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Yup, now you've started it. For the record, the Ideal Gas law is for ideal conditions. Inside a tire is not even close and the gasses behave only very approximately to that formula. Snowball on...

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I run 36F/44R (ROW M030 suspension) and at times its a tad too harsh. I was under the impression that under inflating the tires is a definite no no and that 1-2 pounds under is a lot worse than 5 pounds over. The roads around here are FAR from smooth and perfect. So I will be OK with lowering the pressures?

Spend 30min on the track and then check the pressure in your rear tires. You'll never run 44psi again.

Note how I craftily stayed out of the Nitrogen issue?

-Scott

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Not that I want to draw focus from the nitrogen vs air thing, as fascinating as it might be, but what are the determining factors in establishing the ideal tire pressure? Reading this thread I'd have to guess a combination of how the tires feel going down the road, and how they wear. Anything else?

I'd appreciate an answer before the air vs NOS explodes.

And Statman, you crack me up. Here and on other sites.

Thanks.

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Not that I want to draw focus from the nitrogen vs air thing, as fascinating as it might be, but what are the determining factors in establishing the ideal tire pressure? Reading this thread I'd have to guess a combination of how the tires feel going down the road, and how they wear. Anything else?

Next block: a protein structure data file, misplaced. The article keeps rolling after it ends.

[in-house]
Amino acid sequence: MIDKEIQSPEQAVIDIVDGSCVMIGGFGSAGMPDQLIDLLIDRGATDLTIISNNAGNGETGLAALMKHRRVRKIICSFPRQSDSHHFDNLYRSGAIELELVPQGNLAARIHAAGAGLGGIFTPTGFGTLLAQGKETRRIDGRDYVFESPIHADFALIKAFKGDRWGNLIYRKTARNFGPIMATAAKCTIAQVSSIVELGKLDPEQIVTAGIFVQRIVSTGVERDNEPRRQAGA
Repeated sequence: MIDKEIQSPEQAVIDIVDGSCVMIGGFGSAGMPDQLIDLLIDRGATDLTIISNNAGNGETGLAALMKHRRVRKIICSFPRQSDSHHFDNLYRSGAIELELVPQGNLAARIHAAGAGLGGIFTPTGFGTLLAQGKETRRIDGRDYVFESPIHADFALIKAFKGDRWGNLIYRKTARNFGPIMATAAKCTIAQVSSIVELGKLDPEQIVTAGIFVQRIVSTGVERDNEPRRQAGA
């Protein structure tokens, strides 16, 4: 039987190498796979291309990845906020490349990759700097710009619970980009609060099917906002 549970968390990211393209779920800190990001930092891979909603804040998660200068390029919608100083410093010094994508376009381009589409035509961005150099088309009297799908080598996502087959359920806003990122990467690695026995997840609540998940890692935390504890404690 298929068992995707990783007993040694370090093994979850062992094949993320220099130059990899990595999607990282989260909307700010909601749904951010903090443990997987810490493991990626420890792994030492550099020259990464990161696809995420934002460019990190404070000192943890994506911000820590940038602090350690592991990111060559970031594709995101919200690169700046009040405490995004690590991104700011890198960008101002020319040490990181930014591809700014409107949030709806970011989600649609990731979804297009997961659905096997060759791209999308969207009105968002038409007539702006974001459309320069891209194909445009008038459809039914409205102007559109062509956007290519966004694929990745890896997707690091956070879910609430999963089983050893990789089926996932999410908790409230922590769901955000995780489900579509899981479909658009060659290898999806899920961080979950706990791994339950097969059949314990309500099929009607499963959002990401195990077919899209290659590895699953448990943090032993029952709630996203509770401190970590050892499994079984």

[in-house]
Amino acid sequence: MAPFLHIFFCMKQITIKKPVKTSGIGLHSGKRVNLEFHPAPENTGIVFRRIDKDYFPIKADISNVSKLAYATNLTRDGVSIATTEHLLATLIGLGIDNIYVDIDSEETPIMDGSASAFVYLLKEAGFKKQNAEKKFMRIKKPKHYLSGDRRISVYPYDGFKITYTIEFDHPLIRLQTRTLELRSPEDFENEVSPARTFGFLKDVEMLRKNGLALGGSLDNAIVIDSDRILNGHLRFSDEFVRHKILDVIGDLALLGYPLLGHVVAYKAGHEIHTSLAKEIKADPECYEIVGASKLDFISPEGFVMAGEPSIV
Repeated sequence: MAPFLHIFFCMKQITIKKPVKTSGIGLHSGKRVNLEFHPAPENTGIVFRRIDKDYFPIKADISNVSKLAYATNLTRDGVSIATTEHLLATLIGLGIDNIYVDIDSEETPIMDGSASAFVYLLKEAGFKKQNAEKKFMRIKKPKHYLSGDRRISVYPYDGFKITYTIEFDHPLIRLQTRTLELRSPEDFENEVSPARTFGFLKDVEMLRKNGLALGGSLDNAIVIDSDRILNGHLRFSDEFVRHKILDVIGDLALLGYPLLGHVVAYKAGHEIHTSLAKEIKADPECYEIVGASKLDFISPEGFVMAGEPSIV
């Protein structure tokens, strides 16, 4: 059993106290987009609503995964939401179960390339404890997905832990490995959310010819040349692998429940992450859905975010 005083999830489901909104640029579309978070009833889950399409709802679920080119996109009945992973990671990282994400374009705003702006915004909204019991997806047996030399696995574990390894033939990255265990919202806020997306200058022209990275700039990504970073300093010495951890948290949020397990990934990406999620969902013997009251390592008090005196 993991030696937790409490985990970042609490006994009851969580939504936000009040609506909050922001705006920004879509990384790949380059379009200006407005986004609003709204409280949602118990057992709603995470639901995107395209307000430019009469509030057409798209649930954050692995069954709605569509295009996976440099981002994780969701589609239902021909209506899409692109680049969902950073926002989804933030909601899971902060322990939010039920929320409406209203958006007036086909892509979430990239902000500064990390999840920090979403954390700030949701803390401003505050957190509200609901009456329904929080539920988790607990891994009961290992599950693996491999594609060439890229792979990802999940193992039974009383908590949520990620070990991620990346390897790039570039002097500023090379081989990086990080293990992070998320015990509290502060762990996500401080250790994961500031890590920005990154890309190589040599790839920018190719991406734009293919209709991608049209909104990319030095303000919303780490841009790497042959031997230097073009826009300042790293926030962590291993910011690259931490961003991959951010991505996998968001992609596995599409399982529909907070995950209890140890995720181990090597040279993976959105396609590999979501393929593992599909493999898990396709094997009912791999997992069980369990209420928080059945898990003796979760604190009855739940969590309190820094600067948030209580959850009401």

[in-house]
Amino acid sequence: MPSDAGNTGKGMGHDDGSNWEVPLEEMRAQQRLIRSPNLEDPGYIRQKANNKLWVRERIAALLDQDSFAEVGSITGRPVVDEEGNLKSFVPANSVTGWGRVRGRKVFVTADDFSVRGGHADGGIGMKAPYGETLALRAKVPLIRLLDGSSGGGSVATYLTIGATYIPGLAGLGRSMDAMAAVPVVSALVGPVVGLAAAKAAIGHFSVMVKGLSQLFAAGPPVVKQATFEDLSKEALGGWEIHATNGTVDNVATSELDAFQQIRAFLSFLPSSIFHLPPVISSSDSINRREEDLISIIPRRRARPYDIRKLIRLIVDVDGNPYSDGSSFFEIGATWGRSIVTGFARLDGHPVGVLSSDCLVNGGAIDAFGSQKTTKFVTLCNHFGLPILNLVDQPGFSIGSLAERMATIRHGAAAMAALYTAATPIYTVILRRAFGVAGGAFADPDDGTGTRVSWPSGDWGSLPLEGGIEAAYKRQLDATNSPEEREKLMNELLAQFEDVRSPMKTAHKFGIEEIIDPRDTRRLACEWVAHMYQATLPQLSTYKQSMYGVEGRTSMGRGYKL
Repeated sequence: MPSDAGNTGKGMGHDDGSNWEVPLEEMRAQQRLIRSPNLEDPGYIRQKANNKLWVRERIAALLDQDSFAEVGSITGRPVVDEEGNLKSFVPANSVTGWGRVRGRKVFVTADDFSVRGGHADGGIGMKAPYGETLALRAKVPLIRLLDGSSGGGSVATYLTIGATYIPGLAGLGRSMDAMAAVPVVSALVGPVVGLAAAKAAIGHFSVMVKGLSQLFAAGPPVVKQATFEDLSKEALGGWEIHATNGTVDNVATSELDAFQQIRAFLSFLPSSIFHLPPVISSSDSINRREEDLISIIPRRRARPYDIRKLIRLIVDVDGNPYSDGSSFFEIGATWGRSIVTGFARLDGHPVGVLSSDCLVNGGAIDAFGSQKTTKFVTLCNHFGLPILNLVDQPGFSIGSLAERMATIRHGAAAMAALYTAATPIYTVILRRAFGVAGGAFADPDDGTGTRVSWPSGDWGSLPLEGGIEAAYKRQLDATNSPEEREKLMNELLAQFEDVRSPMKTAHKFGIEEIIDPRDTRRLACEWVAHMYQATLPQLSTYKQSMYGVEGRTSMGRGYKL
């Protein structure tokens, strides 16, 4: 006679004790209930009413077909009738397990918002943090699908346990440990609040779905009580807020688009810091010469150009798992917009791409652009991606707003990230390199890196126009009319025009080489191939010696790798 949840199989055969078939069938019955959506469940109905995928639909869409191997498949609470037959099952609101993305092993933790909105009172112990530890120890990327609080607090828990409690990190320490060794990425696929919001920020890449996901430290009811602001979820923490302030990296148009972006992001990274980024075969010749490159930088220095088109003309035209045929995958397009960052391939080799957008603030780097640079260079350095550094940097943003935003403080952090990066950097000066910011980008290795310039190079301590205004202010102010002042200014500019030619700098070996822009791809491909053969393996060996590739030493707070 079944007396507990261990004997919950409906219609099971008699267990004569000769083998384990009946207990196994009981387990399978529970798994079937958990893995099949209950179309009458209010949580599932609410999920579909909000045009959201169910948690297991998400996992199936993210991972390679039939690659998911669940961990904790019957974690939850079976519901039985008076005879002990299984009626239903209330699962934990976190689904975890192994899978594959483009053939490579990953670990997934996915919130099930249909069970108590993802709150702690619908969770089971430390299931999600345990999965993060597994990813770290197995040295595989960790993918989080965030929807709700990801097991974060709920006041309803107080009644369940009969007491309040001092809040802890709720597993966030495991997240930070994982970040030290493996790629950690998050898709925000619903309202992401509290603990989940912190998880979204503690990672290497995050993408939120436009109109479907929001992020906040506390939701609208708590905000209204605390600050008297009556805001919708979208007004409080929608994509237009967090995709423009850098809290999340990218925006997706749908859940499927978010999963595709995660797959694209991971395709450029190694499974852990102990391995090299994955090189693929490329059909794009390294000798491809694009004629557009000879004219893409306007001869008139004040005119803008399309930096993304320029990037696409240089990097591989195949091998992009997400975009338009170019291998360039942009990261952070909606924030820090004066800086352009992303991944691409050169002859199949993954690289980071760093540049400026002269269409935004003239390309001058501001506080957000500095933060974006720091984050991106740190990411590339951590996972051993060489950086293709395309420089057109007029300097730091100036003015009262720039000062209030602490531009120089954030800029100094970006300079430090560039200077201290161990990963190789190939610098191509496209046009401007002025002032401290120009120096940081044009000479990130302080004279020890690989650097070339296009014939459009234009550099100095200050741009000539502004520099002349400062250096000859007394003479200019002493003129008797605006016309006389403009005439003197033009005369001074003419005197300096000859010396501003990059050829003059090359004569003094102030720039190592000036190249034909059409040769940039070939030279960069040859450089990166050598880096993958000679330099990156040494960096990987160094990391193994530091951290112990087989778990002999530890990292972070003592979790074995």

If by feel you mean handling and ride comfort...I think it also depends on what tires: make and size you "wear". For example MPS2s in 295/40-18 I would go pretty close to Porsche recommended 36/44, but MPSC 315/30-18 I would go more 32/40 (and lower on the track).

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Not that I want to draw focus from the nitrogen vs air thing, as fascinating as it might be, but what are the determining factors in establishing the ideal tire pressure? Reading this thread I'd have to guess a combination of how the tires feel going down the road, and how they wear. Anything else?

If by feel you mean handling and ride comfort...I think it also depends on what tires: make and size you "wear". For example MPS2s in 295/40-18 I would go pretty close to Porsche recommended 36/44, but MPSC 315/30-18 I would go more 32/40 (and lower on the track).

Why would you not run Porsche Recommended specs???

Its like 15w50 vs 0w40... swear by Porsche there, but disagree on tires?? Dont get it.

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Why would you not run Porsche Recommended specs???

Its like 15w50 vs 0w40... swear by Porsche there, but disagree on tires?? Dont get it.

Porsche recommended specs are for OEM tires and sizes and are meant for the typical (average) street driver. Many folks no longer have the OEM tires and go to the track. Does not seem anything like the oil debate...OMG this thread could capture the N vs. O debate and the Oils spec debate...the thread is definately doomed! Run away!!!

BTW Porsche recommends 15K miles to oil change...you do that?

Edited by wross996TT

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If you are still on your original fronts, what tires are you using? I am curious. What is the tire pressure you are using?